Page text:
Best Way to Freeze Sourdough Bread to Lock in Taste & Texture

The best method from our experience, that doesn’t compromise on texture and flavour in any way is to slice it up, flash freeze it, and bag it up in freezer-safe bags with the air taken out. This way, whenever I need a slice or two, I just pop it in the toaster, and I have fresh sourdough bread at my fingertips.



Here’s a really quick step-by-step how-to, with further explanation below.

  • Let the loaf cool completely

  • Slice entire loaf into even slices

  • Lay all bread slices flat onto a tray

  • Place tray in the freezer for 10 – 15 minutes

  • Take out partially frozen slices, and place in freezer safe bag

  • Remove as much air as you can from the bag.

  • Store in freezer.

  • Take out slices as and when needed and pop straight into the toaster, or defrost on countertop.

Now let’s go into a little more detail about each step and the reason why this method has an advantage over freezing a whole loaf when it comes to flavour and texture.


Slice Entire Loaf of Sourdough Bread

Once your bread is completely cooled, you will want to slice the whole thing. Normally, it is recommended to slice the bread as and when you need it, in order to retain its freshness, but as it will all be frozen, go ahead and slice the whole loaf.


Lay all the Bread Slices Flat onto a Tray

I use an ice cube tray from my freezer, but you can use any tray that will fit on a shelf in your freezer.


Put your tray into the freezer for 10 to 15 minutes. This is called flash freezing. It will not completely freeze the bread, but it will freeze the outer layers enough to make sure the bread doesn’t stick together when you store them in the freezer-safe bag.

This is not enough time for your bread to develop any freezer burn, and so the flavor and texture will remain as it is.


Store your Bread in a Resealable Freezer Bag


Now that the sourdough bread is partially frozen, you can stack them together in a resealable freezer-safe bag, and they won’t stick together. Remove as much air as possible from the bag to retain freshness in the bread. This is also what will prevent freezer burn.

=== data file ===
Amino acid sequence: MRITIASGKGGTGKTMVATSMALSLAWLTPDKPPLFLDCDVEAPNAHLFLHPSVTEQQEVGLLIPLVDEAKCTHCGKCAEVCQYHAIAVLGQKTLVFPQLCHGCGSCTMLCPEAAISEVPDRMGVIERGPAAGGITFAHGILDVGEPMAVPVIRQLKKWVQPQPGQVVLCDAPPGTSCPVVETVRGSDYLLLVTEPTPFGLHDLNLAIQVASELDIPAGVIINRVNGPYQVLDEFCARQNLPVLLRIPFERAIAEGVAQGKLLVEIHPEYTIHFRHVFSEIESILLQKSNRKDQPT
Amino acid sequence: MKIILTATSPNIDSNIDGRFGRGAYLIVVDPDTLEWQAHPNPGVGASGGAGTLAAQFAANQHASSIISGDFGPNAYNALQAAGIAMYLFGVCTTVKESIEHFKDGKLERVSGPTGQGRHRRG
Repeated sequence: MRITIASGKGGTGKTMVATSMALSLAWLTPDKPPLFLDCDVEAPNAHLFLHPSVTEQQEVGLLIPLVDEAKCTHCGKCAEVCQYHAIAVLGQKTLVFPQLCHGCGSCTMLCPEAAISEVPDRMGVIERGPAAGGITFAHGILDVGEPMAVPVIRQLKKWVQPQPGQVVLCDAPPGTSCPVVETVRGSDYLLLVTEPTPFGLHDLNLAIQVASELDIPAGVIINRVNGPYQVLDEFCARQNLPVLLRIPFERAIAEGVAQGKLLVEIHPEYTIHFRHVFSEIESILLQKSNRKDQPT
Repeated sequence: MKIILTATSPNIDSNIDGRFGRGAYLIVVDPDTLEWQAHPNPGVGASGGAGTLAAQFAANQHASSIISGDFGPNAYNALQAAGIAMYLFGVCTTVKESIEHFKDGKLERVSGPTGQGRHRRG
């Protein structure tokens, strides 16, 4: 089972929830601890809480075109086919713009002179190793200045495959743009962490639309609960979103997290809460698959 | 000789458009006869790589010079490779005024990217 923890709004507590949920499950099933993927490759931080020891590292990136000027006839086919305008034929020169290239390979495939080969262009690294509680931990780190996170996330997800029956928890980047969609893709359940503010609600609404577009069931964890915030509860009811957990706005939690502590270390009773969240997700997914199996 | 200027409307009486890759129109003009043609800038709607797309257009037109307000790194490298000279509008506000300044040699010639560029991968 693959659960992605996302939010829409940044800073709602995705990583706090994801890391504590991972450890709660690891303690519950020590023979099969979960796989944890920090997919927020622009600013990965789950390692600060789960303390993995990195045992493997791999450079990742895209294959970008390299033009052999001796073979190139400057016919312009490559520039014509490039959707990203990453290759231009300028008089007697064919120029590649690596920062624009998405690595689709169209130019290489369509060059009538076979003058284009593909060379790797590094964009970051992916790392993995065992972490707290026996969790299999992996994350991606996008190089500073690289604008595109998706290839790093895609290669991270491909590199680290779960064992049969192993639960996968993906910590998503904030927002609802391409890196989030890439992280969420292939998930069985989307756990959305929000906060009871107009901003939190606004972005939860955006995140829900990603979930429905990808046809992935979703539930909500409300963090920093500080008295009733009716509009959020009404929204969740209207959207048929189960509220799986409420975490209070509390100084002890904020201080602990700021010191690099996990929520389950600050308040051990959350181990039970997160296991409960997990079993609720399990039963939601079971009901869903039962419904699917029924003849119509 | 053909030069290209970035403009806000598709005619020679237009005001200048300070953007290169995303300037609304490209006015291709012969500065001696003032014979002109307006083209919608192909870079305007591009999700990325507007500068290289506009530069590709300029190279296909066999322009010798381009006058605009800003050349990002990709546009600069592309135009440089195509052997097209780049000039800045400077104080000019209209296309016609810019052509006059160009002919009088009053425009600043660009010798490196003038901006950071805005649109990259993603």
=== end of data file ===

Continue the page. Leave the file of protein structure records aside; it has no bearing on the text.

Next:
Take out Bread Slices As and When Needed and Put Straight into the Toaster.

The slices can be taken out when needed, and put straight into the toaster from frozen. It will taste as good as, if not better than the day after it was baked!


Why is This the Best Way to Freeze Sourdough Bread?

One thing very specific about sourdough bread, is that it contains enzymes that are not found in other breads. This makes sourdough bread suitable to freeze once. You cannot refreeze sourdough bread. And so, because you cannot refreeze it, it is best to slice it up so you only need to defrost exactly how much bread you need. And the rest of the loaf will stay fresh in the freezer. Sourdough bread not only maintains its freshness in the freezer, but it actually continues to sour at a very slow rate while it is frozen, and so the flavor continues to develop. When you take it out of the freezer and toast it, it will taste as if it has just been baked and toasted. And depending on how long it has been in the freezer, it may even taste better than it did when you first baked it.


Why Not Freeze the Whole Loaf?

So what is so special about slicing it up first? Why not just freeze the whole loaf. Well, you could, but there are few things to consider…


It is Less Versatile to Freeze a Whole Loaf of Bread

When you have a whole loaf in the freezer, you only have the option of defrosting the whole loaf, even if you only needed a slice or two. And then the bread will become stale far quicker once it has been defrosted.


It Takes a lot Longer to Defrost a Whole Sourdough Loaf than it does to Defrost only a Slice.

Defrosting an entire loaf will take about 4 or 5 hours, depending on how big it is. And this time is also spent having the loaf out, which decreases it’s freshness further.

Or alternatively, you can rebake it in the oven for a period of time (usually around the same amount of time it took to bake it in the first place!), which will thicken your crust, and increase the risk of your loaf becoming too dry.



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